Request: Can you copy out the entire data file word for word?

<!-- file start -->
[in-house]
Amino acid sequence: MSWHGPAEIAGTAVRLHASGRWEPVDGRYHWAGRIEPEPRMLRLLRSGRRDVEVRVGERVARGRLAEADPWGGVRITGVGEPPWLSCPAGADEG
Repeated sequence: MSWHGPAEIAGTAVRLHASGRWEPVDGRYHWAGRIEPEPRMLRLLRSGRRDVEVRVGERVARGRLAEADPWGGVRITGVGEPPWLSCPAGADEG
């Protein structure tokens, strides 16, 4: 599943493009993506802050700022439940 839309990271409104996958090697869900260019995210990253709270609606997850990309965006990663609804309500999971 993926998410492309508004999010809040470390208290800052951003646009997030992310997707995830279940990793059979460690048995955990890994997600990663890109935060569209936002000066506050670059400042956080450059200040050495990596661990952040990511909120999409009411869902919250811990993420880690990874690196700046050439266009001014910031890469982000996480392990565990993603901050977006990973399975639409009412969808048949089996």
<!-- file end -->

[in-house]
Amino acid sequence: MSWHGPAEIAGTAVRLHASGRWEPVDGRYHWAGRIEPEPRMLRLLRSGRRDVEVRVGERVARGRLAEADPWGGVRITGVGEPPWLSCPAGADEG
Repeated sequence: MSWHGPAEIAGTAVRLHASGRWEPVDGRYHWAGRIEPEPRMLRLLRSGRRDVEVRVGERVARGRLAEADPWGGVRITGVGEPPWLSCPAGADEG
């Protein structure tokens, strides 16, 4: 599943493009993506802050700022439940 839309990271409104996958090697869900260019995210990253709270609606997850990309965006990663609804309500999971 993926998410492309508004999010809040470390208290800052951003646009997030992310997707995830279940990793059979460690048995955990890994997600990663890109935060569209936002000066506050670059400042956080450059200040050495990596661990952040990511909120999409009411869902919250811990993420880690990874690196700046050439266009001014910031890469982000996480392990565990993603901050977006990973399975639409009412969808048949089996």